16 November 2012 09:27 [Source: ICB]
Polypropylene (PP) is used in a range of products. Three forms of PP are produced: isotactic, syndiotactic and atactic. Isotactic PP (IPP) is the main form manufactured. The largest outlet is injection moulding applications.
Demand was generally weak in China and southeast Asia for the first half of the year because of tight credit terms imposed by the government in China, which curtailed domestic demand, while poor economic performance in the US and eurozone dampened export demand for Asian plastics manufacturers.
The supply of homo grades such as raffia, injection, biaxially oriented polypropylene (BOPP) film, IPP film, cast film and fibre from the Middle East was abundant in the first quarter of 2012. But the availability of raffia grade became tight in the second quarter as producers switched production output to more lucrative film and copolymer grades. This trend was then reversed late in the third quarter, as the premium of film grades over raffia dwindled.
The upswing in prices in Europe in the second quarter of 2012 has reduced significantly export quantities of Middle East origins to Asia. Asia's largest consumer, China, for instance, only received 250,000 tonnes of Middle East imports in the second quarter, 34% lower than in the first quarter. Although prices in Europe started to fall in the third quarter because of the traditional summer lull, export volumes from the Middle East did not recover significantly as congestion at the Saudi Arabian ports began ahead of the Eid ul-Fitr festivals. In the third quarter, China imported 350,000 tonnes of Middle East imports, 7% lower than in the first.
Supply from Asian naphtha-based producers was also on the lower side, given reduced run rates at South Korean PP plants in some parts of 2012 because of severely depleted margins, coupled with scheduled turnarounds and outages at Chinese PP facilities.
Homo and copolymer PP prices rebounded at the end of October, following four straight weeks of price decline. The recovery was in line with the firmer discussion levels for November cargoes - a consequence of producers attempting to prevent further margin erosion. On 9 November, for instance, margins for northeast Asian naphtha-based integrated PP producers were at $4/tonne.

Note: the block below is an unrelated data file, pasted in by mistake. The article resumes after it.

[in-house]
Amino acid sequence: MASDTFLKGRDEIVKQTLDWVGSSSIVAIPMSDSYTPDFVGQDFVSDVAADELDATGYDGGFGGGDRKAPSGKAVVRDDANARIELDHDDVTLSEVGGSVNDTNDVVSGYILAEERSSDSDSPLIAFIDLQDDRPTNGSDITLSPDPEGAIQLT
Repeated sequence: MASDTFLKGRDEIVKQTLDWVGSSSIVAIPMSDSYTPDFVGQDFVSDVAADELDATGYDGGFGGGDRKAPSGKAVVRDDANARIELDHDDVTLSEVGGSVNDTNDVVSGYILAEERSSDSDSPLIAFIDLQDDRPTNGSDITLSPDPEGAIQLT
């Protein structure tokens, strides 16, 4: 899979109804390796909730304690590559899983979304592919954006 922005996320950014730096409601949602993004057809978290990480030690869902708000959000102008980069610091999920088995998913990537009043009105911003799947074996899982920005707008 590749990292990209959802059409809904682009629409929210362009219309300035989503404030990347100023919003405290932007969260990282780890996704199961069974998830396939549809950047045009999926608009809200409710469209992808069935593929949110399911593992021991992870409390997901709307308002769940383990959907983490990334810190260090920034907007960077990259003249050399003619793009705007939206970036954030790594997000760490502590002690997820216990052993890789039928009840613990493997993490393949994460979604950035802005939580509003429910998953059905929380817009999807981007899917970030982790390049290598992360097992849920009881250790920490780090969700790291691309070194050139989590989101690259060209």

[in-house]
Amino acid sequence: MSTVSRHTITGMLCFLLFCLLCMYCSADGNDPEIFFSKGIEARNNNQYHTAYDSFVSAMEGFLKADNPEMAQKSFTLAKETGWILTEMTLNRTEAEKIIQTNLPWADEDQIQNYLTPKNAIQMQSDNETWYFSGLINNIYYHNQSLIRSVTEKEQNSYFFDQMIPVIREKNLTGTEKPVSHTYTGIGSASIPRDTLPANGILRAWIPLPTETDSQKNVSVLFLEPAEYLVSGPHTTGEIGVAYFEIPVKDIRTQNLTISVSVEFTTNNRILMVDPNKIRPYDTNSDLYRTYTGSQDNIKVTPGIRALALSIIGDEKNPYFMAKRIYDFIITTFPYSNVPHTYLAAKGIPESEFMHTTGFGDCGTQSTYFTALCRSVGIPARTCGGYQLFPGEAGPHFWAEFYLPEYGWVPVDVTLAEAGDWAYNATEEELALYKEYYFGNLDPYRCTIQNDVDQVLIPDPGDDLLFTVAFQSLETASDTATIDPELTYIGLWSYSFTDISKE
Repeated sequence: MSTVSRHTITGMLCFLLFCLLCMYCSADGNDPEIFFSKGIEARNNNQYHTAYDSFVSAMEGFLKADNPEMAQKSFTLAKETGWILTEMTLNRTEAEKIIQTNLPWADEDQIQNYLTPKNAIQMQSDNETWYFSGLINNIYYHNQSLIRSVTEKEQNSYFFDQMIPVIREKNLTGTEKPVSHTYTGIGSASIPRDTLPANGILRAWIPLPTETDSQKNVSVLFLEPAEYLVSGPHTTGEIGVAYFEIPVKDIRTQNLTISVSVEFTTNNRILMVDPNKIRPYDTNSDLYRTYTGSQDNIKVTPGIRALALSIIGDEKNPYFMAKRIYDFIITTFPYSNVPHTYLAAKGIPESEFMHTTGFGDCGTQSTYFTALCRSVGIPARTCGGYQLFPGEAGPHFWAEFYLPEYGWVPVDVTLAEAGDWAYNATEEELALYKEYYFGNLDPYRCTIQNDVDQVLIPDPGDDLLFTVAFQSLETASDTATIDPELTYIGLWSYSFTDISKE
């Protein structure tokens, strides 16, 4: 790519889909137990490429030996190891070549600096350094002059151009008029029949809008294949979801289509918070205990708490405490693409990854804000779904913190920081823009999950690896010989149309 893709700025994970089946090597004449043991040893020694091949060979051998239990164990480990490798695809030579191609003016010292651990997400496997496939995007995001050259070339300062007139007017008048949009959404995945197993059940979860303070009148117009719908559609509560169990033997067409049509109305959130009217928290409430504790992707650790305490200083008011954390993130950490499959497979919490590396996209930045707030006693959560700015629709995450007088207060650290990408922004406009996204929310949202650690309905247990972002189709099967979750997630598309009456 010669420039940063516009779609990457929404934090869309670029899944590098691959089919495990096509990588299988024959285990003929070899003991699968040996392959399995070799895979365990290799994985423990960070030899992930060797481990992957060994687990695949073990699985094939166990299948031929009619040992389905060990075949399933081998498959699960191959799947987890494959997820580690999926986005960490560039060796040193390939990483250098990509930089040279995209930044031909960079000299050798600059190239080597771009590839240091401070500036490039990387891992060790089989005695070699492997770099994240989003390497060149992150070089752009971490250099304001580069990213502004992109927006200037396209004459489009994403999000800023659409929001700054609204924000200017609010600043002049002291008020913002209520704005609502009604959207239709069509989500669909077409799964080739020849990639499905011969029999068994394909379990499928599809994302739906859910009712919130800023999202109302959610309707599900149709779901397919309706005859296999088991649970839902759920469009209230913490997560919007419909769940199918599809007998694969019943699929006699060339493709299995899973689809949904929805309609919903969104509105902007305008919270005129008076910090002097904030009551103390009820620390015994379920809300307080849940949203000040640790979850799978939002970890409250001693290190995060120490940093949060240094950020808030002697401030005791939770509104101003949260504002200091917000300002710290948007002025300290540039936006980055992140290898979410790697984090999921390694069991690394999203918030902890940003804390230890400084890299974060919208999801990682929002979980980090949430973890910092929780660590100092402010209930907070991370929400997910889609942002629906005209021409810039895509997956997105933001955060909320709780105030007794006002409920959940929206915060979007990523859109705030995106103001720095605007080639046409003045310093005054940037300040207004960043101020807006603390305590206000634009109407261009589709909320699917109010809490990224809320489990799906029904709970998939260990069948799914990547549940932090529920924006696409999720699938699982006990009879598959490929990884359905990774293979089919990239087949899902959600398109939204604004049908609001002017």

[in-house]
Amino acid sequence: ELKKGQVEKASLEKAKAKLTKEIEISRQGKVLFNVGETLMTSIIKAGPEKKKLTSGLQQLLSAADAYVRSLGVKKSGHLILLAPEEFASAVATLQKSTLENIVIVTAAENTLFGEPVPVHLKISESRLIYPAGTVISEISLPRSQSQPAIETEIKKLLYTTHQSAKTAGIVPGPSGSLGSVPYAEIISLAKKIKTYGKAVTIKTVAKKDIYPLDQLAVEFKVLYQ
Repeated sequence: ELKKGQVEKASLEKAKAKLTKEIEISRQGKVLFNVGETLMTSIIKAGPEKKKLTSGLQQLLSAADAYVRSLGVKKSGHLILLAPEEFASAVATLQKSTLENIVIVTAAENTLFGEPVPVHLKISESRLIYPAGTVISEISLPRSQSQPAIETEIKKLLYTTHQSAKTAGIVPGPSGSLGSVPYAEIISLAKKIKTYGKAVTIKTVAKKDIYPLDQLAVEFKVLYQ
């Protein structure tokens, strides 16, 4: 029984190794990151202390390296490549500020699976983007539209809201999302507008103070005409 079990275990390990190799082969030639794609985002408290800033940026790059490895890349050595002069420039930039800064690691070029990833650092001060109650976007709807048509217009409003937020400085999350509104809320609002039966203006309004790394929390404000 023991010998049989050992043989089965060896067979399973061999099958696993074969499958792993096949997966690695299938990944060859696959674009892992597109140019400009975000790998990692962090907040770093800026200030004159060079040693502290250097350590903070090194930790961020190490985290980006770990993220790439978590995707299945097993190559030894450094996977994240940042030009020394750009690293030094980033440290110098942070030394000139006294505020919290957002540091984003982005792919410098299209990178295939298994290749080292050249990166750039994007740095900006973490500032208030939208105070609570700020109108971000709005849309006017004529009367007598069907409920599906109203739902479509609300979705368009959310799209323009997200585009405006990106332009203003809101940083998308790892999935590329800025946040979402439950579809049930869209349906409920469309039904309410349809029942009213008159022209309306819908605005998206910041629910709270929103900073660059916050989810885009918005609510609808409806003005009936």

Before the downtrend in prices, PP prices had hit a five-and-a-half month high in late September, after two consecutive months of price hikes. This was a result of upward movement in the upstream naphtha and propylene prices and the strengthening in downstream demand towards the traditional manufacturing period in September. Other factors were lower supply because of scheduled maintenance at PP units in the Middle East and China and port congestions in Saudi Arabia.
Bulk technologies include the Spheripol process, developed in 1982 by Himont (now LyondellBasell), and the Borstar bimodal polyethylene (PE) process, developed in the mid-1990s by Austria-based Borealis.
There has also been development of a metallocene catalyst-based production process to improve resin properties. Commercial quantities of these resins have been made available by producers, although the commercialisation process has been slow.
For the rest of 2012, PP demand in Asia is likely to stay low for both domestic and export markets, as regional converters prefer to keep low stock levels during the financial year-end, having largely fulfilled their Christmas orders. However, demand is expected to improve at the end of December when Chinese converters start to build up some stocks ahead of the Lunar New Year in mid-February.
Supply from the Middle East will improve heading towards the year-end, in particular from Saudi Arabia as port congestion eases. Moreover, the new Saudi Polymers 400,000 tonne/year PP unit is expected to achieve more stable operating rates, yielding more products into the market.
However, availability from the United Arab Emirates (UAE) and Oman will remain on an allocation basis because of the scheduled turnarounds at Borouge's and Orpic's PP plants in February 2013.
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